According to Margaret Alsop, chairperson of the Dorset ADHD Support Group, large parts of the criminal justice system are failing to accept ADHD's existence, let alone take action to address the problem. "Recognition is virtually non-existent in the courts," says Alsop, who has trained youth offending teams about ADHD. "Solicitors, even the defendants, might not mention that the person has ADHD in court because they believe it will result in a harsher sentence. A lot of magistrates don't understand ADHD and only hear what they want to hear about it."

While some youth offending teams are doing positive work around ADHD, Alsop believes the youth justice system has been slow to act, something she blames on local teams rather than the Youth Justice Board.

"The board may be pushing the information out but it's down to the local teams to deliver the service," she says. But ADHD expert Dr Geoff Kewley, head of the Learning Assessment and Neurocare Centre, feels the Youth Justice Board needs to do more.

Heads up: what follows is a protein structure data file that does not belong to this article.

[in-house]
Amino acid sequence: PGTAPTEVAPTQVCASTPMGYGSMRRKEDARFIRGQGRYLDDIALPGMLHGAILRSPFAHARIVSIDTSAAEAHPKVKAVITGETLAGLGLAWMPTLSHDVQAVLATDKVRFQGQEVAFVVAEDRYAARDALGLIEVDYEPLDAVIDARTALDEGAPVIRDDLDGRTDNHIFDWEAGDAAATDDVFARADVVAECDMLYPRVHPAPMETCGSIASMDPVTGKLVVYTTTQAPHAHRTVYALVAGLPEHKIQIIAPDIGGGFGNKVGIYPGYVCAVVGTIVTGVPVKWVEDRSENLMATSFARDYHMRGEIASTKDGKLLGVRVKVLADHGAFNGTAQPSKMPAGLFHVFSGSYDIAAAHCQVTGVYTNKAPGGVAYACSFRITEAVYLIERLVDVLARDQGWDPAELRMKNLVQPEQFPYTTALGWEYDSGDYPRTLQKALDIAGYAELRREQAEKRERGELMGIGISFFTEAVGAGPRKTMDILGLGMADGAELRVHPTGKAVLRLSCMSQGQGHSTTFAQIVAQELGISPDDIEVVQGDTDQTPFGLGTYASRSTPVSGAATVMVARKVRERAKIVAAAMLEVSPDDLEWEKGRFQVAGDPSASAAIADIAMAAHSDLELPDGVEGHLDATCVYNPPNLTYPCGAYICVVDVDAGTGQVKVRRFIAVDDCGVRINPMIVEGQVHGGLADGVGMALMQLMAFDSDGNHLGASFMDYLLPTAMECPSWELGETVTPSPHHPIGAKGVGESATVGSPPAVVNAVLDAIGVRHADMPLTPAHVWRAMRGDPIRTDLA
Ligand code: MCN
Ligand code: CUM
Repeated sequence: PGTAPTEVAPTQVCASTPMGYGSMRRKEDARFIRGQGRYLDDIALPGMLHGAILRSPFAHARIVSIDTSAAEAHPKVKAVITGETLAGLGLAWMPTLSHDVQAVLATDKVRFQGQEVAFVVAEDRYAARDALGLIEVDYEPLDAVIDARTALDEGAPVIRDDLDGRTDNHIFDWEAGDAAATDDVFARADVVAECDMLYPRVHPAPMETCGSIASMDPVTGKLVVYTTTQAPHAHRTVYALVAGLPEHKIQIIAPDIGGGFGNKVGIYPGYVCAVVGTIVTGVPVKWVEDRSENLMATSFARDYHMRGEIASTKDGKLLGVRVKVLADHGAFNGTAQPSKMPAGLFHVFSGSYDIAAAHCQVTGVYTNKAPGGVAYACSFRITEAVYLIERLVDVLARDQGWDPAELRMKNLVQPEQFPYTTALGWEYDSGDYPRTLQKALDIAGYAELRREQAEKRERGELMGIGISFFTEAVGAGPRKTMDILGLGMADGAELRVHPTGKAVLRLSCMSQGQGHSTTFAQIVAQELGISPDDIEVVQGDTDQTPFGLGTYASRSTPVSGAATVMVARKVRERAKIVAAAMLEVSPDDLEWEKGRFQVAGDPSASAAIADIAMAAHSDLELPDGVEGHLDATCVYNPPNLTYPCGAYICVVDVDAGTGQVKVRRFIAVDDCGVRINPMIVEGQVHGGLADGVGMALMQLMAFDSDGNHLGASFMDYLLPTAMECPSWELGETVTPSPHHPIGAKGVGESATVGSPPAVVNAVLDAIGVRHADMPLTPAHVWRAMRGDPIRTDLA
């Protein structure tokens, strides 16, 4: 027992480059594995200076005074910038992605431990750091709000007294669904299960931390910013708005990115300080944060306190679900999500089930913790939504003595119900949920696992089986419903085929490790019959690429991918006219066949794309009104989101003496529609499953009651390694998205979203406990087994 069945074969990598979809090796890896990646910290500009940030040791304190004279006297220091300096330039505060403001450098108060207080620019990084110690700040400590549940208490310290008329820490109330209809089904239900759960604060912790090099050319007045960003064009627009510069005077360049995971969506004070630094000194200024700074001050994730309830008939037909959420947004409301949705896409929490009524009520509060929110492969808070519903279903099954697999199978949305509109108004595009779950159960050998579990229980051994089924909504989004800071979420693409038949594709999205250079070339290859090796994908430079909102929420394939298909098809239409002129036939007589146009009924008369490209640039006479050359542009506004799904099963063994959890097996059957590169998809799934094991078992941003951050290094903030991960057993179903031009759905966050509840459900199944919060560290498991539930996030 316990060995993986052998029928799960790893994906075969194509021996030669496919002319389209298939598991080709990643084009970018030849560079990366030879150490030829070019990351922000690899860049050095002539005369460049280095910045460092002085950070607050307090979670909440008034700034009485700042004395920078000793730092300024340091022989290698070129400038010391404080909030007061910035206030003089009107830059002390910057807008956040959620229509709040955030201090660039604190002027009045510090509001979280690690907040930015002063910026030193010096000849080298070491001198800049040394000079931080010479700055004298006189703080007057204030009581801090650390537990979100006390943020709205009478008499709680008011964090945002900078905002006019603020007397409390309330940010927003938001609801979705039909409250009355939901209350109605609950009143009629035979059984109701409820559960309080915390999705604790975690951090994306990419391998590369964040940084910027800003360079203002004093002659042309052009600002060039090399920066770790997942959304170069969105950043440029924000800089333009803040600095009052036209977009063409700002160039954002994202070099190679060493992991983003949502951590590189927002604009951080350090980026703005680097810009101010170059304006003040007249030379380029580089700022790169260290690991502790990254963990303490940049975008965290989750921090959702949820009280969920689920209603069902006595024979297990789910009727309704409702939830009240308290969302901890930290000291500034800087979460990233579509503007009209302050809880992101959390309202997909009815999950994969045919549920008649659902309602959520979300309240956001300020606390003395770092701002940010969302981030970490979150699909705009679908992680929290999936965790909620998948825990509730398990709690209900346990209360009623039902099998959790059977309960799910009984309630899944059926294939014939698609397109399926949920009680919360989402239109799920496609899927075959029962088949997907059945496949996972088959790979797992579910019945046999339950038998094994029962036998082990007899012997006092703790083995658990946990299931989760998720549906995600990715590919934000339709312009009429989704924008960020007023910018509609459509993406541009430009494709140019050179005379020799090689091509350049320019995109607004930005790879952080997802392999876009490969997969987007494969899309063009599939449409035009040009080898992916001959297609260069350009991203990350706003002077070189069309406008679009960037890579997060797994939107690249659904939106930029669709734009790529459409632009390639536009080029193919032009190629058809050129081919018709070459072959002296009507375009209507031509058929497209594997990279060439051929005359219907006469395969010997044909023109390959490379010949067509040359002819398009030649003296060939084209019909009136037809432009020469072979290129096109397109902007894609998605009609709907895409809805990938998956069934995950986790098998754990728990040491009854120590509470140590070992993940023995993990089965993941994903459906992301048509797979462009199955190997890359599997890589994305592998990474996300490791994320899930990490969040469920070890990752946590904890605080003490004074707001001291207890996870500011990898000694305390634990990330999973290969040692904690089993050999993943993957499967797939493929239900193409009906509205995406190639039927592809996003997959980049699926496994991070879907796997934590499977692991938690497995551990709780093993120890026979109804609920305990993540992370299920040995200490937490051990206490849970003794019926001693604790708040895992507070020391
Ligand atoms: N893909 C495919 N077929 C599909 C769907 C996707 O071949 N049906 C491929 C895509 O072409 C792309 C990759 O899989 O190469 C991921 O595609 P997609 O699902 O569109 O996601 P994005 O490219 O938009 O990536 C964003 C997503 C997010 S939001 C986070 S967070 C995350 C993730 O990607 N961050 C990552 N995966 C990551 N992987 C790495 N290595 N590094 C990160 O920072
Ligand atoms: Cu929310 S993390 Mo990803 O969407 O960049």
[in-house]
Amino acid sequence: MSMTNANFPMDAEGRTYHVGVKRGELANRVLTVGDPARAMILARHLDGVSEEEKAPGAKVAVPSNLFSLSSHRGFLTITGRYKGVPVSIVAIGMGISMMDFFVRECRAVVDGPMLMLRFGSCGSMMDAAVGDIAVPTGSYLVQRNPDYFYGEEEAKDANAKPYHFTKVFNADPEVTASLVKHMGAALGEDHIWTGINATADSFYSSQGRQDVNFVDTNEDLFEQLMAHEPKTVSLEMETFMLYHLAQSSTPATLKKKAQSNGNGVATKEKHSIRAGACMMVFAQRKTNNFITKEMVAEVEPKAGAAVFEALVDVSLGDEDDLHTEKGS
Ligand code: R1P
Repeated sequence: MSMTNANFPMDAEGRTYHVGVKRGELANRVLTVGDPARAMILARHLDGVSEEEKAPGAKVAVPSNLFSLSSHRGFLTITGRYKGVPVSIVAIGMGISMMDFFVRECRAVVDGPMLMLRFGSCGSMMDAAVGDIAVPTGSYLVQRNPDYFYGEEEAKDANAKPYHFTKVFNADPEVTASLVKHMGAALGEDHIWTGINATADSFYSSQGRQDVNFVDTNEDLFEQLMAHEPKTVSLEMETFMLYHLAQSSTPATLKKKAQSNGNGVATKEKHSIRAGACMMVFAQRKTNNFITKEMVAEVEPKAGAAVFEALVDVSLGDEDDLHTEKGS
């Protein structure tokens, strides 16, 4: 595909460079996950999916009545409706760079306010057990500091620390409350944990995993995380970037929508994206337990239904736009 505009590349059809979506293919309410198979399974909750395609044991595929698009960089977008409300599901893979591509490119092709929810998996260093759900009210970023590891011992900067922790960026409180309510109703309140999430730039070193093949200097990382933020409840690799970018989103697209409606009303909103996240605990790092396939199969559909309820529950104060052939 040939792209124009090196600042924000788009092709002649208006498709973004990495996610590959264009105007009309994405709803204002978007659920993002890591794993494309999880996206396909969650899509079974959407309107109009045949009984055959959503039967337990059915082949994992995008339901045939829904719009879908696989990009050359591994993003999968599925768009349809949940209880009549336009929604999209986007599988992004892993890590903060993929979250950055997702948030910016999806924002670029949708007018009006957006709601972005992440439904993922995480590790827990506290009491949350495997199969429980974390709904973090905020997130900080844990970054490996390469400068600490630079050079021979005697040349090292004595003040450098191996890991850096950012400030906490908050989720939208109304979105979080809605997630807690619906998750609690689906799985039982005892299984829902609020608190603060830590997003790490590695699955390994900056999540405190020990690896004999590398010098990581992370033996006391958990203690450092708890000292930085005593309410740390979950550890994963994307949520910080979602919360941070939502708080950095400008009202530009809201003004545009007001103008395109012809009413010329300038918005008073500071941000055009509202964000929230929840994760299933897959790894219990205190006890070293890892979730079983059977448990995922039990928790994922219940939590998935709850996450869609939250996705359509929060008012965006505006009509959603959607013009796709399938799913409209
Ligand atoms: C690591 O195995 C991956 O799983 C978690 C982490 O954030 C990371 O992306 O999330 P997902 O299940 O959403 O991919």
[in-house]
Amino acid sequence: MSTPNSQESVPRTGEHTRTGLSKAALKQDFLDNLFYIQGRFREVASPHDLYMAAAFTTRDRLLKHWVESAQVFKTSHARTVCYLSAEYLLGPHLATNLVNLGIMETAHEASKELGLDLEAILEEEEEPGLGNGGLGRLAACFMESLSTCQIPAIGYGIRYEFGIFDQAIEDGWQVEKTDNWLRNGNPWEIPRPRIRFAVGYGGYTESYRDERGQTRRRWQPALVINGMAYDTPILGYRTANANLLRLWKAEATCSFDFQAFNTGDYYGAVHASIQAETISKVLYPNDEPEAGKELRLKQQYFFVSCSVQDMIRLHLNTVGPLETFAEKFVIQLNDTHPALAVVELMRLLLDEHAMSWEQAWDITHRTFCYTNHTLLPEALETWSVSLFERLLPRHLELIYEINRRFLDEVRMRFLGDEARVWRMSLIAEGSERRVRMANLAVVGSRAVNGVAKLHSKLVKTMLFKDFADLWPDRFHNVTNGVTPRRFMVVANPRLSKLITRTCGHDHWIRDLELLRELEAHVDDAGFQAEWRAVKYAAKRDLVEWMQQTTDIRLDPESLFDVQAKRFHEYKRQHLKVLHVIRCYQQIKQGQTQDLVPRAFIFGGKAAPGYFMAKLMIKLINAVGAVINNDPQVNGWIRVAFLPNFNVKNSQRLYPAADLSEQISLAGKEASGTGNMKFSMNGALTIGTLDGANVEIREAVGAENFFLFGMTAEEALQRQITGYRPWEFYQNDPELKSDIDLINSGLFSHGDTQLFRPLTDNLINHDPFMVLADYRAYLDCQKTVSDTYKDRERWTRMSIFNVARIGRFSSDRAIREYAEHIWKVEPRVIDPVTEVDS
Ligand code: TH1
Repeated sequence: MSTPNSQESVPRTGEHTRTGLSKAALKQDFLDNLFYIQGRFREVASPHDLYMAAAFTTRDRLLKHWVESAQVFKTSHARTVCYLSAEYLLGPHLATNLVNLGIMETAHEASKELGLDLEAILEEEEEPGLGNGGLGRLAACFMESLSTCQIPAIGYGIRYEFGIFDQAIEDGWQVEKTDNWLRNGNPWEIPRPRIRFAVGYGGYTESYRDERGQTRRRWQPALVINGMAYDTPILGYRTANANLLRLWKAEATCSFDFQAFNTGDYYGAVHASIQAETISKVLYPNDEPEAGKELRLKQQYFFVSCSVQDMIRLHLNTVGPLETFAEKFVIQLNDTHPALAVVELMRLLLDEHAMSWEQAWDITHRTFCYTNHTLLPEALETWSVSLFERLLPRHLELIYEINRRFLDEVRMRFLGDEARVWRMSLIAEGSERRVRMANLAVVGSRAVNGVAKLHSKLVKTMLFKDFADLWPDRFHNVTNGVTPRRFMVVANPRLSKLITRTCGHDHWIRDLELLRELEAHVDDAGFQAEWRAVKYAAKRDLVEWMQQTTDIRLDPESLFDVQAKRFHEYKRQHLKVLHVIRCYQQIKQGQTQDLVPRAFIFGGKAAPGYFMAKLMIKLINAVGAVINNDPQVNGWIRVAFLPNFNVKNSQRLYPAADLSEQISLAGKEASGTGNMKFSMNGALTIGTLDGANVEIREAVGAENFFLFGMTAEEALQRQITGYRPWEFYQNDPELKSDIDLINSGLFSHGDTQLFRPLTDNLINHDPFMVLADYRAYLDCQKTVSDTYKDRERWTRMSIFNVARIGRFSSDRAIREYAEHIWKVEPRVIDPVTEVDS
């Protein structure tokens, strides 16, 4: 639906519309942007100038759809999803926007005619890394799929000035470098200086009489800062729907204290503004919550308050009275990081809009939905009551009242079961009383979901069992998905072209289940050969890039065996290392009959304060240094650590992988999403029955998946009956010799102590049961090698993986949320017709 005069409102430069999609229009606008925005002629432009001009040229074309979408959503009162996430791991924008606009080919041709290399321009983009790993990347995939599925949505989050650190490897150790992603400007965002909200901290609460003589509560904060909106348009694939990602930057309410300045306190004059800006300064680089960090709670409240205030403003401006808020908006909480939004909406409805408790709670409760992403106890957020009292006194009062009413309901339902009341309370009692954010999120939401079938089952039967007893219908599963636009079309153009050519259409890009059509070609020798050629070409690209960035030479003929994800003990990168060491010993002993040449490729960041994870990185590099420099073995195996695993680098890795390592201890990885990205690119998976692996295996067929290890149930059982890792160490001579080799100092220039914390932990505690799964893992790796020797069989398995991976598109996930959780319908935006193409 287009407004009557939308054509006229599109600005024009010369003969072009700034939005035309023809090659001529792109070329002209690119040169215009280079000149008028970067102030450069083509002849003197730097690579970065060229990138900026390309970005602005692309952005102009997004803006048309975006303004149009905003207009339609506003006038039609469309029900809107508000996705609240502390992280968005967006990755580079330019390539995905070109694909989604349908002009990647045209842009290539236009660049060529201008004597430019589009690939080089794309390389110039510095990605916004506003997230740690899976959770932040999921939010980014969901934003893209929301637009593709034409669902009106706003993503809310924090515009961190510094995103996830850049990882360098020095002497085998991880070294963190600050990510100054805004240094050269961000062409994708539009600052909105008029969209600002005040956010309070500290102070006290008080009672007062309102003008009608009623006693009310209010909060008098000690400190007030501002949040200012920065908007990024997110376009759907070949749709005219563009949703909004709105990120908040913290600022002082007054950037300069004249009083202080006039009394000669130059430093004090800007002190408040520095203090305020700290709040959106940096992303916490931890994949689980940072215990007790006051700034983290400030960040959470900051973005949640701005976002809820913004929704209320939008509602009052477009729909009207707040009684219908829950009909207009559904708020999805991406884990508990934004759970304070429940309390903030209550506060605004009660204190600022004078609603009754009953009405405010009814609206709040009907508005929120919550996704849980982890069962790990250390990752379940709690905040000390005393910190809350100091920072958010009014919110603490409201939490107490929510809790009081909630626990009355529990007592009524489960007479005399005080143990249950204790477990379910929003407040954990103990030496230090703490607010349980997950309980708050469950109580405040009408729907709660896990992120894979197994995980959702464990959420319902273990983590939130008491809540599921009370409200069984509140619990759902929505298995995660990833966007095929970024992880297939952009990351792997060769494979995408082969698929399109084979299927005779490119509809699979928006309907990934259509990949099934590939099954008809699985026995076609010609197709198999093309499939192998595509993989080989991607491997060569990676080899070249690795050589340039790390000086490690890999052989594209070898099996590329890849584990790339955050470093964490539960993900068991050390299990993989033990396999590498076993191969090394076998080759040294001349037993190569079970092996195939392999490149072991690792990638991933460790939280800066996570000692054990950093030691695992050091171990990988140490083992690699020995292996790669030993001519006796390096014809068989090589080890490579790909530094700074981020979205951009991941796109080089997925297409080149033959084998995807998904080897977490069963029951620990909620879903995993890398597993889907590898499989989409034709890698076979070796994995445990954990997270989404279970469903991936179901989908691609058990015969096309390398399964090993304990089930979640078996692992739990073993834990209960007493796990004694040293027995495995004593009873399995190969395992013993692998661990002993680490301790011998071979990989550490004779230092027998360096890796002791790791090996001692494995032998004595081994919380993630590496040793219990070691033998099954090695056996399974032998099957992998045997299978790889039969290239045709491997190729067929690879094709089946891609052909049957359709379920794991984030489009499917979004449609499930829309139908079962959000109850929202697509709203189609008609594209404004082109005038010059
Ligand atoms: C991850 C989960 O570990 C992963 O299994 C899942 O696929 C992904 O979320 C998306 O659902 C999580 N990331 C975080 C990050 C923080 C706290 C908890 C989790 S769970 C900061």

"My impression is it isn't doing enough," he says. "At the last meeting I had with the Youth Justice Board, it considered ADHD to be just about hyperactivity. It did not recognise that it is also about impulse control, which is very important in terms of offending and reoffending."

Dr Kewley also says the sociology background of many in the youth justice field can be a barrier for acceptance of ADHD as a major factor in offending.

"There is resistance because crime is seen as an environmental problem, whereas ADHD brings in biological differences as well that make it inherently likely that people may offend," he says.

"Most people in youth justice are trained in a psychosocial approach to crime, but we need to adopt a biological psychosocial approach. ADHD is a very treatable condition, as it's largely about brain chemistry." Better education

In the short term, Dr Kewley believes educating professionals in the youth justice system about ADHD and its bearing on offending is the next step. "There's quite a lot of misinformation about what ADHD is and isn't and about the side effects of the medication, which have been over exaggerated," he says.